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Homelessness is one of America's most vexing social problems (Baxter & Hopper, 1982; Rossi, 1989). Although precise quantification of the problem is impossible, it is obvious to even the most casual observer that the past 15 years have seen an explosion in the number of persons living on the streets, in their cars, under bridges, and in emergency shelters. Women and children are the fastest growing segment of the homeless population, and members of racial minorities make up a large majority of these dispossessed people, belying the old stereotype of a Skid Row populated by older White male alcoholics. Credible estimates of their numbers reach into the millions. Unseen millions more find precarious refuge in the homes of friends and family members.
Because of the role of health problems as both a cause and a consequence of homelessness, homeless people have an enormous stake in the efforts to solve the American health care crisis. However, compared to other groups who are better organized, homeless people risk being overlooked in efforts to reform the financing and delivery of health services in the United States. Obviously, the provision of health insurance for all people should be seen as one strategy to prevent homelessness. But this article assumes that mass homelessness will not be solved in the near future. Rather, health care reform strategies must take into account the unique challenges in bringing health care services to people who are impoverished and homeless. Our article centers around three points:
1. Homeless people have special needs and use the health care system differently from those who have stable housing. Improving their health status will require a unique, comprehensive and multidisciplinary response that includes a wide range of services.
2. Given these special needs, unregulated managed health care plans will not be able to deliver health care in a way that promote access to a wide range of services for homeless people.
3. The transition to a national or statewide health program should maintain and in some places expand the role of traditional safety net providers, public health departments, and outreach programs that provide health care for the homeless.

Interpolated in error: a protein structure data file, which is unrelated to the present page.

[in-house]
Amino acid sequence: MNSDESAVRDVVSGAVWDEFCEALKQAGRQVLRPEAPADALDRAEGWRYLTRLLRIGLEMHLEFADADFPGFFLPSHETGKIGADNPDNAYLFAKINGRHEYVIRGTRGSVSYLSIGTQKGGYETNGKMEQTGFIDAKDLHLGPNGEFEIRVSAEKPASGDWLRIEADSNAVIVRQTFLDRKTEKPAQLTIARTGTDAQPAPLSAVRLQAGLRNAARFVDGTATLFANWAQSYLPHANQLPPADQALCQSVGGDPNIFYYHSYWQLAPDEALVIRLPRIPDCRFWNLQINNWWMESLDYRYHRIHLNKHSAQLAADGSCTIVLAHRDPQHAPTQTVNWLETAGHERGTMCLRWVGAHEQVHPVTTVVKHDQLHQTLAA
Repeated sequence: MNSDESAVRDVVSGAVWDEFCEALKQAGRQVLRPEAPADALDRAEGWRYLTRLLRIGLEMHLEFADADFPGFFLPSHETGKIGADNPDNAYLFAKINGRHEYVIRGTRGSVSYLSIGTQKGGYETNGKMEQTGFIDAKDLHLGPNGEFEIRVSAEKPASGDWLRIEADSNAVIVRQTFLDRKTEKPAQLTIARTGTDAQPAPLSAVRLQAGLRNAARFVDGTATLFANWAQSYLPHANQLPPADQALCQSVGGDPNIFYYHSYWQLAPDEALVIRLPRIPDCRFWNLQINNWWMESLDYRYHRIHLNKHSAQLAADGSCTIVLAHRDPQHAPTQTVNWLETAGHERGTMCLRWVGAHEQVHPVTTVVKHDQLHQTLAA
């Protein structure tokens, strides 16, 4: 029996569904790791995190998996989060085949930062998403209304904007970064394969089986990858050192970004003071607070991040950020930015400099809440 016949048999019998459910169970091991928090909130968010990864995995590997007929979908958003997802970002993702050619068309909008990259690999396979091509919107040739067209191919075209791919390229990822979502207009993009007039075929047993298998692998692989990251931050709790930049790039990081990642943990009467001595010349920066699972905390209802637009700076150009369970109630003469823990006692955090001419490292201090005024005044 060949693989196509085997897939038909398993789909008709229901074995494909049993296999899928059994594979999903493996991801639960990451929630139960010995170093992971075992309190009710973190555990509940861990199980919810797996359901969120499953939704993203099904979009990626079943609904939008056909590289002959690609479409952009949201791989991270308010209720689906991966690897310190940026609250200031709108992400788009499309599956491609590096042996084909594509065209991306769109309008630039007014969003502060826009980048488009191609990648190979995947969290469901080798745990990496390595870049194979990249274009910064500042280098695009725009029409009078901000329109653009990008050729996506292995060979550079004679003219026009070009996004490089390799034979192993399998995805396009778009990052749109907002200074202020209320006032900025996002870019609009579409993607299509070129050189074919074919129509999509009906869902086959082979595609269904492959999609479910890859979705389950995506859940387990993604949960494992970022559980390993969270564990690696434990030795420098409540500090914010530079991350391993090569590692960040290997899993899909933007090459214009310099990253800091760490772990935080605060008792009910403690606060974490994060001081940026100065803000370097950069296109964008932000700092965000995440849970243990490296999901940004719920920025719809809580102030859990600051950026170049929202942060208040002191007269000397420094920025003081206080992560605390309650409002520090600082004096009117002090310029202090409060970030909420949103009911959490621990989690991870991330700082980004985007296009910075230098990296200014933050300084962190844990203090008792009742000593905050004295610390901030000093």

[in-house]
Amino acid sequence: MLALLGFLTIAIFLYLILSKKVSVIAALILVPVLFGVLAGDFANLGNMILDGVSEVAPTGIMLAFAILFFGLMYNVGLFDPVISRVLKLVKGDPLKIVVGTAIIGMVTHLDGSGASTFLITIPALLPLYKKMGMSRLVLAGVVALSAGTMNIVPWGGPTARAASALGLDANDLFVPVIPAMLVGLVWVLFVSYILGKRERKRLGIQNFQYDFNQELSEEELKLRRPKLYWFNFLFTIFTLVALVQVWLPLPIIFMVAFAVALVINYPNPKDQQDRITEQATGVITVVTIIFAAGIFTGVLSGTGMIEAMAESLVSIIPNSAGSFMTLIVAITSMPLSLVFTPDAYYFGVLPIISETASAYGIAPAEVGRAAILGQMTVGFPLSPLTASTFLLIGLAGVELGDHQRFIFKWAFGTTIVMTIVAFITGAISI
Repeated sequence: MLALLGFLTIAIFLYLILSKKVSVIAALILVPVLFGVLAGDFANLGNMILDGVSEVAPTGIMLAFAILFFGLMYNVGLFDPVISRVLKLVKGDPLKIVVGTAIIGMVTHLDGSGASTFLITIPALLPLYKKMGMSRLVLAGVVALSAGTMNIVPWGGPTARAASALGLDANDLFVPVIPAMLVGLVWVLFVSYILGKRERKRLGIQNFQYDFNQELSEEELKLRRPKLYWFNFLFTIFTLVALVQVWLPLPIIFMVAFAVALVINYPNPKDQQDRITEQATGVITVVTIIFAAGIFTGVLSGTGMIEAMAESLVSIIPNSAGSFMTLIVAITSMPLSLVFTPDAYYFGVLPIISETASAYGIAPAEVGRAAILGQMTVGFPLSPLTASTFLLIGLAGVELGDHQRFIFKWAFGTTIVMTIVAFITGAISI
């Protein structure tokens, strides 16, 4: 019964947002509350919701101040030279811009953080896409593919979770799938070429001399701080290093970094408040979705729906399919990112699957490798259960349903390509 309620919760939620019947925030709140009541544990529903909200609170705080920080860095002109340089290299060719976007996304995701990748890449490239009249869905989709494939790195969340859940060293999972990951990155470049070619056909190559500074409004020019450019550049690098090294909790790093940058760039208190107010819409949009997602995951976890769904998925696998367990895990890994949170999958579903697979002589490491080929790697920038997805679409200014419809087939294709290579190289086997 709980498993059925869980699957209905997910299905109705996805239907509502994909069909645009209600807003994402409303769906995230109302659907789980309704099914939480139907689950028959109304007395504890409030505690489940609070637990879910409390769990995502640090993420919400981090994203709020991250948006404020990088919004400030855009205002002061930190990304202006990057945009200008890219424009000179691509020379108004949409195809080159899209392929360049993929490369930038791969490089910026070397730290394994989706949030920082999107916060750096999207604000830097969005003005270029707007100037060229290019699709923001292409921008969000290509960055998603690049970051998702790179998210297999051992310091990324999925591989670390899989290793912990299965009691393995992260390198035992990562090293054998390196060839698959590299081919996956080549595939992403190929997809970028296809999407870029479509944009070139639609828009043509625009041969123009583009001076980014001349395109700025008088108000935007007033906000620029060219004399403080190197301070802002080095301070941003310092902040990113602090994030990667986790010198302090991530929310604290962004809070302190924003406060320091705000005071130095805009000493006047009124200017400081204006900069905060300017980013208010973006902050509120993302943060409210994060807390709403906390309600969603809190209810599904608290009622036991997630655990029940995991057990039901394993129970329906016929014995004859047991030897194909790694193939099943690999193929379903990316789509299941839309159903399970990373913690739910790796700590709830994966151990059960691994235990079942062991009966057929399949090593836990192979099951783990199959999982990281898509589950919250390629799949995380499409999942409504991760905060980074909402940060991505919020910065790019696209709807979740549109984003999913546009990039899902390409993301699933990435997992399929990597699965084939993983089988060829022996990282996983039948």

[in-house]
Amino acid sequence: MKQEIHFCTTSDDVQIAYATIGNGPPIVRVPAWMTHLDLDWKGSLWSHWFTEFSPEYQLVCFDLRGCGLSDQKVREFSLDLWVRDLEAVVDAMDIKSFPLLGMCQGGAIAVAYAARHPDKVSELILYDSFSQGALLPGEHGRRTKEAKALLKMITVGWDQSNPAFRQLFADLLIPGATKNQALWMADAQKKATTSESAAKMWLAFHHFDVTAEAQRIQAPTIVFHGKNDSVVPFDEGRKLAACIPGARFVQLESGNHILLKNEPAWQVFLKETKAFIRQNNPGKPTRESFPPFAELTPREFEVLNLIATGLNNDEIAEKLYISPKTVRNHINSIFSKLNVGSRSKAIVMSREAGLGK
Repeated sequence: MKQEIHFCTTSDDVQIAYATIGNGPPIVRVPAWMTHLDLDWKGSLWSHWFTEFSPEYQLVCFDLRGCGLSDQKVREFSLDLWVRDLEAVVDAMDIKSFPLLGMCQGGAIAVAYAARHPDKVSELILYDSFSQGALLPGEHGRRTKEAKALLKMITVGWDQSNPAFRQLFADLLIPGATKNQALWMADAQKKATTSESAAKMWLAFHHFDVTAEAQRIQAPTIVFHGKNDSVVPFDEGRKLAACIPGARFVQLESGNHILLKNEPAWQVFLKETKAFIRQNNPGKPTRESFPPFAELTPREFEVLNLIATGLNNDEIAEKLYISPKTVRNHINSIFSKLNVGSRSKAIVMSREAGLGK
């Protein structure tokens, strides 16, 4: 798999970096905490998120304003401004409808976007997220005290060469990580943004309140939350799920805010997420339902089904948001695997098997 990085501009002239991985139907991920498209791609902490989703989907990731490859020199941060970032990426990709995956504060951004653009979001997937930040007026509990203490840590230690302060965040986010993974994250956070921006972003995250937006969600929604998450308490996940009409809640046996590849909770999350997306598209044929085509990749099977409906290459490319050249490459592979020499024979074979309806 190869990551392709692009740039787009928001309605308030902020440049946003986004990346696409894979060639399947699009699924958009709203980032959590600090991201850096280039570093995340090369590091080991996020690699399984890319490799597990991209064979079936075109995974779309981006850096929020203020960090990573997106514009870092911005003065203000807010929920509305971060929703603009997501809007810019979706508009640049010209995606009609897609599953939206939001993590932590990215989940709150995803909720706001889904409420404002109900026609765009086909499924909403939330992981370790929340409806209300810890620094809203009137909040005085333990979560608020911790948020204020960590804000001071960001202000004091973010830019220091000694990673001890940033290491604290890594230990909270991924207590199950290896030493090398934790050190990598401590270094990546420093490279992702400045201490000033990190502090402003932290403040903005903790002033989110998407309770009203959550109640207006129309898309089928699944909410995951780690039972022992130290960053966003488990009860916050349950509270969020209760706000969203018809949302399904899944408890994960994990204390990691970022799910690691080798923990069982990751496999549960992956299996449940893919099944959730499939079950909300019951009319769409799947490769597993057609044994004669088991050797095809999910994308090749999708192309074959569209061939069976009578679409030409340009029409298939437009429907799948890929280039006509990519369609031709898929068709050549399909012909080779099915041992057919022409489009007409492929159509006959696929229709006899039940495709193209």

HEALTH AND HOMELESSNESS
Health care concerns figure prominently in the etiology of homelessness. Consider the case of a minimum wage earner who is uninsured and becomes sick or injured. Without health insurance, the individual will likely delay seeking care until the problem worsens. The health problem may lead to the loss of employment, and then the family must struggle to obtain health care from an overcrowded and underfunded public health system, hospital emergency rooms, or clinics. Diverting family resources from food, other necessities, and, finally, rent in order to pay for physician visits, medication, or lab tests places the family at risk for eviction and homelessness. This scenario is very typical and underscores the role of health care reform in preventing people from becoming homeless in America.
But whereas health problems cause homelessness among some, the social conditions of life on the street cause disease and death among those already homeless. Homeless people live in crowded shelters, in run-down hotels, or on the street where they have little access to bathrooms, regular meals, and privacy. These conditions expose homeless people to communicable disease and put them at risk for injuries caused by accidents and acts of violence. Several studies document that homeless people suffer from many of the same health problems as people who are not homeless, although disease rates are higher than expected (Institute of Medicine, 1988). Common problems include upper respiratory infections, trauma, dermatitis, hypertension, gastrointestinal disorders, and peripheral vascular disease (Brickner, 1990; Wright & Weber, 1987). The recent surge in the rate of tuberculosis in American cities can be traced, in part, to the rise in homelessness (Centers for Disease Control, 1991; McAdam & Brickner, 1990). Chronic mental health and substance abuse problems also disproportionately affect homeless people (Fisher & Breakey, 1986; Koegel, Burnam, & Farr, 1988; Leshner, 1992). Homeless children, sensitive to the stress of constant moves, sleep deprivation, and inadequate nutrition, are twice as likely to suffer from acute and chronic illnesses and depression. Many are developmentally delayed and at increased risk for child abuse and neglect. Depression is also common among the many young women who head homeless families; yet they seldom have adequate access to mental health services and social support (Bassuk & Rosenberg, 1988; Wood, Valdez, Hayashi, & Shen, 1990).
Although they experience higher morbidity and mortality rates, homeless people often lack the most basic elements of access to health care: knowledge of the health care system, health insurance, transportation, and even a …